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International Conference: The values to face the world’s challenges in Puerto Rico

congreso-conference-puerto-rico The Earth Charter Center for Education for Sustainable Development was invited to participate in the International Conference: The values to face the world’s challenges, that took place in San Juan, Puerto Rico, on February 12th and 13th, 2016. Around 200 people participated, mostly teachers from different areas of Puerto Rico.

The conference was organized by the Metropolitan University of Puerto Rico with the support of the University of Granada, Spain. One of the main objectives was to present the preliminary results of the research that these universities have conducted over the past two years on the values of young people in Puerto Rico. In addition to presenting these results, six different workshops related to education and values about sustainability and peace were offered.
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The Earth Charter Center for ESD organized one of these workshops, “Educating for sustainability with the Earth Charter”, which was facilitated by Alicia Jimenez. Other Earth Charter related workshops were offered by Dr. María Vilches, of the Metropolitan University, whose workshop title was “Connecting with ourselves, activities for using the Earth Charter”. The other one was offered by Dr. Alfonso Fernández, of the University of Granada, who presented the workshop “Reconnecting with nature. Relaxation and guided visualization”.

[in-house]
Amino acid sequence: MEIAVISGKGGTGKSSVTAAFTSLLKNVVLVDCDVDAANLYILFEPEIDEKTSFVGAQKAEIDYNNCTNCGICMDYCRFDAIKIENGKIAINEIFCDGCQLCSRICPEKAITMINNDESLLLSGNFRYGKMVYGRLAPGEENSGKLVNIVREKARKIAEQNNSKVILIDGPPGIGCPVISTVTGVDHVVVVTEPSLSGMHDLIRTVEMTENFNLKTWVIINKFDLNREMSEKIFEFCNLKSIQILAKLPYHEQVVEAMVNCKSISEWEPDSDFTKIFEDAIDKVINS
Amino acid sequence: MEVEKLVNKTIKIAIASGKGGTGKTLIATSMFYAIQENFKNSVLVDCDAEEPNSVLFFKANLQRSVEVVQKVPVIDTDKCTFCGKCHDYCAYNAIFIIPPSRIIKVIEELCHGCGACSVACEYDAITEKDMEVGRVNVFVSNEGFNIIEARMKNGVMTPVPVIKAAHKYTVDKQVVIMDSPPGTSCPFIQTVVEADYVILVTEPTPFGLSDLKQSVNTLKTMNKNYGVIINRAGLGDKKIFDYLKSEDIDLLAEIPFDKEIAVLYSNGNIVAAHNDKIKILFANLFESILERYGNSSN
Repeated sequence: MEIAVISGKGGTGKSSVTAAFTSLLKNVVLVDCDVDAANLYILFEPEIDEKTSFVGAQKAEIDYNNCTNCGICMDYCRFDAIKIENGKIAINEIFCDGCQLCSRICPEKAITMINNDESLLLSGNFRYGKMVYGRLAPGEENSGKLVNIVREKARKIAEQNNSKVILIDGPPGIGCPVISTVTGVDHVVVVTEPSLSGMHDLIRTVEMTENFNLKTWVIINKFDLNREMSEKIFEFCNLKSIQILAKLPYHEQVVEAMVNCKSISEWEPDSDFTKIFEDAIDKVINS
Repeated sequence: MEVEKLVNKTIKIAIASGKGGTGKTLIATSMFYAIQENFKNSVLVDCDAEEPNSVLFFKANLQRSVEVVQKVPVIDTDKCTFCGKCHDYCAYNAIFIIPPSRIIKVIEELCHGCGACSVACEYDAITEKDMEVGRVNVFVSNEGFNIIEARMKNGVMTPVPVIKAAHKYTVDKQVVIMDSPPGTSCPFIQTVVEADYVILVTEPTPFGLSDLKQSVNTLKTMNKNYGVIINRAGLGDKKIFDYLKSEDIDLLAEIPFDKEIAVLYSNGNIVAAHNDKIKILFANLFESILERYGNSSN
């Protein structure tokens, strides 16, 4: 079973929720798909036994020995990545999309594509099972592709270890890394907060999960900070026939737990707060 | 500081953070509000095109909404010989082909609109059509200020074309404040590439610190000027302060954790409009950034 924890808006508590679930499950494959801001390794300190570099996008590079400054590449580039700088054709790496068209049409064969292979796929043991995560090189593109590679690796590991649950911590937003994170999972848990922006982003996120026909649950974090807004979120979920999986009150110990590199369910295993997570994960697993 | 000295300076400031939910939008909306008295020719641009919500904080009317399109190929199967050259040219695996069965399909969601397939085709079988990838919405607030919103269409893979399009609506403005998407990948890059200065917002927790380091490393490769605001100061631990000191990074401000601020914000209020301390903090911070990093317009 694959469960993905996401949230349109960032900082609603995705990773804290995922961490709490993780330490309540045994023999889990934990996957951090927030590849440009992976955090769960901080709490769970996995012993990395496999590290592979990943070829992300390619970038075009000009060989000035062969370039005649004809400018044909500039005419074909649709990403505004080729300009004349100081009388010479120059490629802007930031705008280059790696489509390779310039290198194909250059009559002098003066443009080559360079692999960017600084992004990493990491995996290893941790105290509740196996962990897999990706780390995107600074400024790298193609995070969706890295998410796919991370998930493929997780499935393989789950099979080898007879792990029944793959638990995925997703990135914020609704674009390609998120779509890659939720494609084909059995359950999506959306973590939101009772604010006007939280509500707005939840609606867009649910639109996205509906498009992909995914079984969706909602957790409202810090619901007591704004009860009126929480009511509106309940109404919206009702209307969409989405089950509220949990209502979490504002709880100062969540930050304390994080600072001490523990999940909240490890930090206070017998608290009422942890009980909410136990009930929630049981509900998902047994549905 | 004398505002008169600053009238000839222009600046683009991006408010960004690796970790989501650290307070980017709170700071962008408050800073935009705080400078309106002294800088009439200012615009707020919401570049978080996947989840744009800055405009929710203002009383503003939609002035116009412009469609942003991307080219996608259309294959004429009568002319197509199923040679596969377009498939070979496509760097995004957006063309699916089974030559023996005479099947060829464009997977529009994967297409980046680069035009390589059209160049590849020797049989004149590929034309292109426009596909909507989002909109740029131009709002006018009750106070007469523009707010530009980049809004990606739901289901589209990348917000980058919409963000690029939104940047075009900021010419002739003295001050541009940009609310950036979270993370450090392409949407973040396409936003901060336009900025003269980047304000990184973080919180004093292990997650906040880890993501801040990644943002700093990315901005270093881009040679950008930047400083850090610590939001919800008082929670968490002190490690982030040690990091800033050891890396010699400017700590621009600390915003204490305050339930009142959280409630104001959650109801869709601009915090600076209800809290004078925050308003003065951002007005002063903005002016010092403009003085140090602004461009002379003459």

The Secretary of Education, Prof. Rafael Roman, gave the opening address in which he reflected on the importance of knowing what young people think are the values that guide their lives. With regards to education, he said that one should not “teach” about values, but live and reflect on them.
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Dr. Andres Soriano of the University of Granada gave a presentation on the main findings of the research project on the values of Puerto Rico’s youth. This presentation was extended in a parallel session on Friday afternoon. Dr. Soriano started with their working definition of “values”, which refers to anything that has an important quality, that does not leave us indifferent, which produces pleasure or desire, gives value, and directs human life. Values have no meaning if not contextualized. The overall objective of the research was to describe the values of young Puerto Ricans in their individual, social, and cultural dimensions. About 1,800 young people from 11 to 19 years old from all regions of the island were interviewed.

The information collected, which needs to be analyzed in detail, yielded data such as preferences in types and number of friends, and participation in community organizations and social movements, which are popular and highly valued. A majority of young people interviewed highly valued the care of the environment, and they also perceive themselves as having a significant influence on adults. An interesting result is that the majority of interviewees declined to respond on issues related to violence and conflicts.

It is expected that the results of this research will be discussed with teachers and will help influence the formation of educational public policies that will increase the contextualization of values .

 

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